MAPP® Gas fueled foundry

Propane?? Not this time!

For the past couple of years I've had the idea of testing a burner with MAPP® gas to compare it with propane. I also wanted to test the idea of using a disposable fuel tank such as the handheld propane tanks used for soldering pipes. I finally got around to rigging up such a test burner and am quite happy with the potential I see in these results. As an added bonus, in addition to using a disposable fuel tank this burner can also use a bbq grill size tank with the cheap barbecue grill type regulators! - June/03/2006

The mapp gas burner's first burn

Here is a photo of the first run of the test burner. The burner is a scrap of old steel pipe. It's held in a vise and has a raggedy sheetmetal flare on the end of it. The flare is needed just like on a "self-aspirated" burner. The valve on the MAPP® gas tank must be completely open to produce sufficient fuel flow.

The blower is the same blower I used for my charcoal furnace when I first began metalcasting. This dirt cheap rig proved the concept works! This is a 1" burner pipe but the flame was similar to a 3/4" venturi burner flame.

Click photo for a larger view

This is a comparison photo of some common gaseous fuels. On the left is the typical barbecue grill type propane tank. The popular "self-aspirated" a.k.a. "atmospheric" a.k.a. "venturi" burners require the propane capacity and pressure that these tanks put out. They also require a high pressure regulator.

The yellow tank is a disposable MAPP gas tank. These are often used in place of propane in hand held plumbing soldering torches. On the right is a typical short propane tank and next to it is the taller version. Both are disposed of when empty. I have not tried these small tanks with an atmospheric burner but it seems to me that they are more suited to a "forced-air" burner because of their smaller gas quantity.


MAPP® gas (C3H4) is produced by combining liquified petroleum gas with Methylacetylene-Propadiene. It can produce close to the heat of acetylene but is as safe to handle as propane. A neutral MAPP gas flame is 5,301° F. (2,927° C.) MAPP is actually the trade name for the gas and is owned by Dow Chemical Corp. It is known as "Razergas" in Australia and is trademarked by ELGAS. The gas is stored in liquid form (like propane) and is available in disposable tanks as well as in bulk quantities and is used for welding, heating, brazing, flame cutting, soldering, flame hardening and metallizing.

A cylinder containing 70 pounds of Mapp gas can do the work of six-and-a-half 225 cubic foot acetylene cylinders. At 70° F. MAPP gas tanks have a pressure of 95-97 PSIG all of which can be used (unlike the safety limit of 15 PSI for acetylene) making it good for underwater work.


To get sufficient fuel flow from the tank the torch head must have the rubber gas restricting diaphragm removed and discarded. This lets about 10 times more gas flow out the tank once the valve is open, lovely... This is actually an older torch head design. Modern torches restrict the gas flow with a tiny hole in the brass torch neck (yes I've modified that type also!). A torch head should NEVER EVER be used with the regular soldering tip with this diaphragm removed!! It is sure to void the warranty. Oh... and it's probably dangerous also. :-)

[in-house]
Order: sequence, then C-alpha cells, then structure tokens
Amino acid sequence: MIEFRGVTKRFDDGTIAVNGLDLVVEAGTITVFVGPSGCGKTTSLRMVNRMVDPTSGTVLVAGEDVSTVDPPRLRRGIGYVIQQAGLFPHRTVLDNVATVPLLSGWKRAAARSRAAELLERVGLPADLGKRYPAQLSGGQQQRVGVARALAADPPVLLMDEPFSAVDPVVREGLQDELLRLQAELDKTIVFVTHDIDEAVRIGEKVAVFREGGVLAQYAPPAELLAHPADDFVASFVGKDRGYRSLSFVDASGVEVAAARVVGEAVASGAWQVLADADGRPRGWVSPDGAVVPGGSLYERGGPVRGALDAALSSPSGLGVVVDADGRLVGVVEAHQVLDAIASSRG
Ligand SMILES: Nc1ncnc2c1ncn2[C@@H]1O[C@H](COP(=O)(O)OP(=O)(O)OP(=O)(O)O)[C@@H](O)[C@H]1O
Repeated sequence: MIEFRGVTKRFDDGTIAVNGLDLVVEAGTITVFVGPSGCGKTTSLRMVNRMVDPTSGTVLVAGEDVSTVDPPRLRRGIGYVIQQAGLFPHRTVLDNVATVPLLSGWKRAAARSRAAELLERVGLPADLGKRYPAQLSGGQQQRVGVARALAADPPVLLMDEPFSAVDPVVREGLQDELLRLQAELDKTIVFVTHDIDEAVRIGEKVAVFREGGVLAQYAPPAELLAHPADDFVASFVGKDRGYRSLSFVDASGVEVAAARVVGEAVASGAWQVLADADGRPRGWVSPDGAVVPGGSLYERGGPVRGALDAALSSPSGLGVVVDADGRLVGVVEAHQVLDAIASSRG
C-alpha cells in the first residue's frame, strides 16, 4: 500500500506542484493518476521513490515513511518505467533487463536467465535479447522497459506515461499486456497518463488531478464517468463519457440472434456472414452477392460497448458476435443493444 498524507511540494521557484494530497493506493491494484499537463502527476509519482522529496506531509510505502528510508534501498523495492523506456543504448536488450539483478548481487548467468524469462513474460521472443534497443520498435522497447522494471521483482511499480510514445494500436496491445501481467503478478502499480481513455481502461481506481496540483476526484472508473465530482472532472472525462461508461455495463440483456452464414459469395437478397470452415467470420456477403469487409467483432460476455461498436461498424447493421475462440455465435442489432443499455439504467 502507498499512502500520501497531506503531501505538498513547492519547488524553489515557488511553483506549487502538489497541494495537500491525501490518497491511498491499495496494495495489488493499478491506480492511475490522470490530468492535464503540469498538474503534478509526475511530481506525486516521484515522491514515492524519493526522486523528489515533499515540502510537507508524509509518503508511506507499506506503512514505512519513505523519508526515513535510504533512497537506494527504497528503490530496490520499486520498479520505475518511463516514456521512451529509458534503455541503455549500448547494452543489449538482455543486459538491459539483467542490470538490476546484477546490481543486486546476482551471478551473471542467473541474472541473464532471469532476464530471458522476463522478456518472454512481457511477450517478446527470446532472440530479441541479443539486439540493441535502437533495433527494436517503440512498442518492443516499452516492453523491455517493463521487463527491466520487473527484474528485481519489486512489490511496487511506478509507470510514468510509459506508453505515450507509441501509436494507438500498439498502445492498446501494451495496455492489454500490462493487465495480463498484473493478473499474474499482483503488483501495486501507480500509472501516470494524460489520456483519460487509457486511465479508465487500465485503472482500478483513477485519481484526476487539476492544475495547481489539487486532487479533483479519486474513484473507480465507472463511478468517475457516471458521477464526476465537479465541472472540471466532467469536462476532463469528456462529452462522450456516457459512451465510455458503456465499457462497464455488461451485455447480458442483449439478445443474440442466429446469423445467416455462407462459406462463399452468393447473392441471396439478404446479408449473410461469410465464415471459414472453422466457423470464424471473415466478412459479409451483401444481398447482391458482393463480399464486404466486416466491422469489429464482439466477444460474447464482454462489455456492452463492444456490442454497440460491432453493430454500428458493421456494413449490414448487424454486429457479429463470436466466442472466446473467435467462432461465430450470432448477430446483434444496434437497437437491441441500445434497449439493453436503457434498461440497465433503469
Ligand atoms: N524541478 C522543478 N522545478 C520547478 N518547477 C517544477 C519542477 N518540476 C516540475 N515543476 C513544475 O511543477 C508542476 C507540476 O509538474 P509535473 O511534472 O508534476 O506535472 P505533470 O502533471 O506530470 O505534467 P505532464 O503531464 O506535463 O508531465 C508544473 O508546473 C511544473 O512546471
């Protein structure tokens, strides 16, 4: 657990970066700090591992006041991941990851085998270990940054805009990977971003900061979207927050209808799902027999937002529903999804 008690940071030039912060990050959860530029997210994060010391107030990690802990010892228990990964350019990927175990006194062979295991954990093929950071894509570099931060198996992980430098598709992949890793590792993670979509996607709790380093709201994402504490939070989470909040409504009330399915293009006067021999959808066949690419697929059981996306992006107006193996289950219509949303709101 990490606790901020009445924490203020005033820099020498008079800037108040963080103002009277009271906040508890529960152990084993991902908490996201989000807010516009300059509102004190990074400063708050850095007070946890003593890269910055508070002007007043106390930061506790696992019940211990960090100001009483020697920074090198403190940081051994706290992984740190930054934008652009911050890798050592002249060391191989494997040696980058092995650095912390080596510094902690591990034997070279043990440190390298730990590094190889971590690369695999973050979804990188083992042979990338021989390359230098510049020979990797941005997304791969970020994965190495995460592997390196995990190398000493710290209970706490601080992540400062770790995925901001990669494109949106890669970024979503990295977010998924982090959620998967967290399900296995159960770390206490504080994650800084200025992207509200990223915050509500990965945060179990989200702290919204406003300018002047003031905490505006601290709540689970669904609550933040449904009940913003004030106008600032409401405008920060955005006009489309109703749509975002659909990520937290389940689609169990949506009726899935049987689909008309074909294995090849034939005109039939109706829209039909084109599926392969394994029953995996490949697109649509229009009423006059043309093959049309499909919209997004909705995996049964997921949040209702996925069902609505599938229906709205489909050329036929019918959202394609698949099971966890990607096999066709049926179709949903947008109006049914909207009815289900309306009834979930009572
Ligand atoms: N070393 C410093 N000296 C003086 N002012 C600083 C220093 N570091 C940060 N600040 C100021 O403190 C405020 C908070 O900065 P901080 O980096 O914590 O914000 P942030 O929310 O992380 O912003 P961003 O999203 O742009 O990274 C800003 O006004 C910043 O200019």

The second modification is to cut the stem off the torch head (the thin tube and the part that the flame comes out of) leaving a short section of the stem and solder on either a hose barb or a section of brass nipple as I did.

The torch head ready for the gas line

Here is the modified torch head with a coupling installed to attach the hose barb. I probably should have just soldered the hose barb to the torch head. The assembly is now ready for the vinyl tubing.

Page contents copyright © 2006 by L. Oliver II - www.BackyardMetalcasting.com
High and low pressure regulators

Here are the two main type of regulators. The red one is an imported high pressure regulator. This type is required for the "self-aspirated" burners. This regulator can be adjusted to various pressures usually 0-30 or 50 PSI by turning the handwheel.

On the right is a typical low pressure regulator as found on most propane barbecue grills and some other low pressure propane appliances. These regulators are preset to one low pressure output. Therefore a blower is needed with burners utilizing these to get the propane/air mixture moving through the burner.

Running the mapp gass burner

Here is a clearer view of the Mapp gas foundry burner. In this photo I have the Mapp gas cannister in a special holder I built for it. You can also see the vinyl tubing and burner more effectively. Note the simplicity of the setup.

Also notice the tape over the air inlet at the top of the blower. The tank was running low on propane and therefore the air had to be decreased to keep the air/gas mixture correct.

Click photo for a larger view

More experimentation including melting metal with Mapp gas is planned.


Copyright © 2006 by Lionel Oliver II All Rights Reserved.
This site was created Sept. 28, 2000